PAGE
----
Studying and Student life

Why learn a new language?

The psycholinguist Frank Smith once said: “One language sets you in a corridor for life. Two languages open every door along the way”. Mastering many languages is always beneficial. It means expanding your horizons and enriching yourself, both personally and professionally. In a world where borders are fading, a second – or third, or fourth, - language provides greater understanding and tolerance of others. In an educational world that increasingly emphasizes 21st century skills, knowledge of a foreign language is virtually indispensable. In a business world that is increasingly more international, an extra language is an important addition to a CV or resume which can offer better career opportunities.

There are also a number of scientifically-proven advantages to learning a new language. Here are a few examples:

  • Multilinguals are better multitaskers. Their brains are used to switching between different languages and because of that, they are also able to switch between two different processes.
  • Multilinguals are more rational in their decision making. When people learn a language, they also learn the nuances between different words and have to think about which word to use and when. This capability aids decision making in difficult situations.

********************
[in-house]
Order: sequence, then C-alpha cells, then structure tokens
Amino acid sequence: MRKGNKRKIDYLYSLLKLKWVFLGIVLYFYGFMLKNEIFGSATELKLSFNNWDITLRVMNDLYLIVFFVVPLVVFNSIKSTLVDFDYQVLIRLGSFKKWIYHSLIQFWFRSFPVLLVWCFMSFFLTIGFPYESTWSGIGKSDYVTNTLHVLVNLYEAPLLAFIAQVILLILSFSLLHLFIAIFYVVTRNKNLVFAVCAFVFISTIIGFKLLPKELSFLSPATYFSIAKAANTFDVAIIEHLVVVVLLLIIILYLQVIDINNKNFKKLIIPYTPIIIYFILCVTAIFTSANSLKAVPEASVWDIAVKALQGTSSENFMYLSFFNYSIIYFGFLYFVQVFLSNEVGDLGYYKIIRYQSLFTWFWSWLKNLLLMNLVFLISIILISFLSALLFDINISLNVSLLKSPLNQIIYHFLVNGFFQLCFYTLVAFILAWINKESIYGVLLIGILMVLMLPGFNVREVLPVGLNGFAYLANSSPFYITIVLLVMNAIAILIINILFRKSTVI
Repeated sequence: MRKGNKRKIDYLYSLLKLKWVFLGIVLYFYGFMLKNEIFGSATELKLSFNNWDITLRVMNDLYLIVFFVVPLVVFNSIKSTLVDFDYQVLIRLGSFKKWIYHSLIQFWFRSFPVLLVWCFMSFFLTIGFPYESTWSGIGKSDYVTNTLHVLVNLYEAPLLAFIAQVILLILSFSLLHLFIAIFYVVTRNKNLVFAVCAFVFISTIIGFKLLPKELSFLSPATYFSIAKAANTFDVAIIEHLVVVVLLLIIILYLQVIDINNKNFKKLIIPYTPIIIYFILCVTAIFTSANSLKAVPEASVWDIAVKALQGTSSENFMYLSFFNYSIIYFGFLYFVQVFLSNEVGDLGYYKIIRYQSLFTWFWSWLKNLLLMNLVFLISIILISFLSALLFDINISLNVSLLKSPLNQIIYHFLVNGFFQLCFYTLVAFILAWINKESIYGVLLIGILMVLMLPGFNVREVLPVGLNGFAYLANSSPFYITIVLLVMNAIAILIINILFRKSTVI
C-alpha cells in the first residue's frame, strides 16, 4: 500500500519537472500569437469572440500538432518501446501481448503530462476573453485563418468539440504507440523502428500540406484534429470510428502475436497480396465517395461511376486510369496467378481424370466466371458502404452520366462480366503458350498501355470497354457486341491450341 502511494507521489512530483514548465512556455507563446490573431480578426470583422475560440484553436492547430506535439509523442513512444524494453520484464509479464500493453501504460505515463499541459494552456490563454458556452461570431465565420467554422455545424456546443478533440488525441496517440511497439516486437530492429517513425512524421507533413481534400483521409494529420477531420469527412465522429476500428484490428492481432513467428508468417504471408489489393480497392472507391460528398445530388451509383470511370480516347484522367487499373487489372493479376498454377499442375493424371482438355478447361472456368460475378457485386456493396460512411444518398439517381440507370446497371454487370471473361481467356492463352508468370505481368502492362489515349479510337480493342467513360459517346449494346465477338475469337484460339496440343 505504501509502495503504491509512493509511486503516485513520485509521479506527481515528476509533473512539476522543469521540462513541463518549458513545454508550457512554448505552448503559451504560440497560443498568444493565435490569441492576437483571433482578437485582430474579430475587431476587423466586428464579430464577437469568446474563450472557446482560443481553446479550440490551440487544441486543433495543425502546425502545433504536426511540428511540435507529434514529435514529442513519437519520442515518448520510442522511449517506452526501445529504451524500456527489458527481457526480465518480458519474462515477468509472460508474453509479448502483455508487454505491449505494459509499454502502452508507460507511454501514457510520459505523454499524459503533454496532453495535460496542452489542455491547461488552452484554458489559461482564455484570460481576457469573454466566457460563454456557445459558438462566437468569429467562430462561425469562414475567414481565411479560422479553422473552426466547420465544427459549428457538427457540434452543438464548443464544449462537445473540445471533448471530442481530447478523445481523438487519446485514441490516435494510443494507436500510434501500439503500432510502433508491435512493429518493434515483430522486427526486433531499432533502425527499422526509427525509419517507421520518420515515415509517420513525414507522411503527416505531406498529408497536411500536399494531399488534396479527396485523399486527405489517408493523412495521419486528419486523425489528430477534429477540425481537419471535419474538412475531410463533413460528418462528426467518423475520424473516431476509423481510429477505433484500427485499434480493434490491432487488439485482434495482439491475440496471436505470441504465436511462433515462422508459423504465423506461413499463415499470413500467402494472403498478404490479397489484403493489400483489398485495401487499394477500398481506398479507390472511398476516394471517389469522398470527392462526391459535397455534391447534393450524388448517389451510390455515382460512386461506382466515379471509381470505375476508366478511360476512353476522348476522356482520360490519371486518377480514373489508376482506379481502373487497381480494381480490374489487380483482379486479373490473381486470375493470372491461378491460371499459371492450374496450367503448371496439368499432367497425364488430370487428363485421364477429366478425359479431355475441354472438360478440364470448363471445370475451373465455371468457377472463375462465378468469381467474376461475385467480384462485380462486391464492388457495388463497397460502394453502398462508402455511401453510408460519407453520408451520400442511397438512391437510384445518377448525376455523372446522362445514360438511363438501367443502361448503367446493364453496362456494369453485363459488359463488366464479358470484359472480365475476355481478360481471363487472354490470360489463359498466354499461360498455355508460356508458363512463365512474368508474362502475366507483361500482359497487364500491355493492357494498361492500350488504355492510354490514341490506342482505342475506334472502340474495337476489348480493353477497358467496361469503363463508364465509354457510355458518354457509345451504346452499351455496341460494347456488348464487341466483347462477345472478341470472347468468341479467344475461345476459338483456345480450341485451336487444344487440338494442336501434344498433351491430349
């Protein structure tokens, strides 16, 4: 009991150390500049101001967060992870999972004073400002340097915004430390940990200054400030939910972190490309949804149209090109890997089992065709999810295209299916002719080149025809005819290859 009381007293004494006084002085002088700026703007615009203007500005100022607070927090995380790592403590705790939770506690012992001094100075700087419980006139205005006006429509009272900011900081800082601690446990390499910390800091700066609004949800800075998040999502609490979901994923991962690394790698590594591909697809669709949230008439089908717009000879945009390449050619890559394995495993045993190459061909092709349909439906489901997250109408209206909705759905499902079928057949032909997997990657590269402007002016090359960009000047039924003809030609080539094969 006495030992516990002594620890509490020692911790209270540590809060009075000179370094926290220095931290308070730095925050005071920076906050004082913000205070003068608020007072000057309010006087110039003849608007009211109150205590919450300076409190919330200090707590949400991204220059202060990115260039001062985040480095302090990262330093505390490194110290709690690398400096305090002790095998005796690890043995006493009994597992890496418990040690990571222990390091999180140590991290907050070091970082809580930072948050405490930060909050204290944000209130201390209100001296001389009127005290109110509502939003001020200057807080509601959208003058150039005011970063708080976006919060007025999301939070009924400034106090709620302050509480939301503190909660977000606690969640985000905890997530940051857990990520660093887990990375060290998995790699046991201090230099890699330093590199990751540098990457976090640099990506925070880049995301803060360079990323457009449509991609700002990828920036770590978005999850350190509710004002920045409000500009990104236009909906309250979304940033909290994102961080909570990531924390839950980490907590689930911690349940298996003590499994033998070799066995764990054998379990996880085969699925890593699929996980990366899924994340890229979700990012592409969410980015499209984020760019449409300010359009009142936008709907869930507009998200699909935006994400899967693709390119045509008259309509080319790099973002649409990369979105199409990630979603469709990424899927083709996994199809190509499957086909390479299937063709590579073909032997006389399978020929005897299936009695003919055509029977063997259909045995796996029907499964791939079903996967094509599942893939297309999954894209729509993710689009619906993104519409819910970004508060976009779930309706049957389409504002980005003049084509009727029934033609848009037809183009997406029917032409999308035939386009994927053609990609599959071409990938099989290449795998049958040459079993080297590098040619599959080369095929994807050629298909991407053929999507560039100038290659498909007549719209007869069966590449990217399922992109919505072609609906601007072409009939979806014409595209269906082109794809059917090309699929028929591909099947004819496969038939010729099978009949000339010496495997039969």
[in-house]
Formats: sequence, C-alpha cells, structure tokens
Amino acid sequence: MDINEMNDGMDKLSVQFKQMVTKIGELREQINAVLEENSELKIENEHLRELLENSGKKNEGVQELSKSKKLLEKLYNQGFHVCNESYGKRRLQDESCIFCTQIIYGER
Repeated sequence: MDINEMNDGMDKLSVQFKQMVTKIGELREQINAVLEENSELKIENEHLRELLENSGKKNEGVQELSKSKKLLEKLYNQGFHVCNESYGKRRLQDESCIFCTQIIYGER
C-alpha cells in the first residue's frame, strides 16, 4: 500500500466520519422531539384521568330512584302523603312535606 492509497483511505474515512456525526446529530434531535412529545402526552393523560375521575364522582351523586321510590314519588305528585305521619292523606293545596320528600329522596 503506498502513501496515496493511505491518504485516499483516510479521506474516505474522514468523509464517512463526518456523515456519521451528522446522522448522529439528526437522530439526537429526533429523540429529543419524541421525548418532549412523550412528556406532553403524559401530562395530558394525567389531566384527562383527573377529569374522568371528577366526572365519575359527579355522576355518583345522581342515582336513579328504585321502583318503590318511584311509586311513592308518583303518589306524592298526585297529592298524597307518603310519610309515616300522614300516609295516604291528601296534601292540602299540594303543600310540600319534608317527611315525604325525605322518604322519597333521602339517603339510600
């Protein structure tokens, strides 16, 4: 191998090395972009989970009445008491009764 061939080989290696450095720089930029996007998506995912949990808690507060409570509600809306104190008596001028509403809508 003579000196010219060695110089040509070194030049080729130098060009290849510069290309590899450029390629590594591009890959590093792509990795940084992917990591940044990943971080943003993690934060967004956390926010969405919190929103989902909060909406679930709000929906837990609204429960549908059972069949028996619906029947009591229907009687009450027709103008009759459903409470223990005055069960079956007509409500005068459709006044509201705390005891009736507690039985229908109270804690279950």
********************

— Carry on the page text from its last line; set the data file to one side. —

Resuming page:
• People who speak more languages, observe their own surroundings better. They can distinguish relevant factors from side issues and recognize misleading information.
  • Learning a foreign language contributes to maintaining cerebral activity. While the brain is preoccupied with registering new vocabulary and conversational skills, new neural pathways are created that improve memory and the brain. Remarkably, being multilingual can delay the onset of Alzheimer by four years.
  • Learning a foreign language improves short-term memory. Memory can be seen as a muscle and the more you exercise a muscle, the better it works. People who learn multiple languages are better at remembering summaries, names and lists.
  • People who learn a new language not only learn something about that specific language, but also about language in general. People who often work with language communicate more efficiently and even their listening skills improve.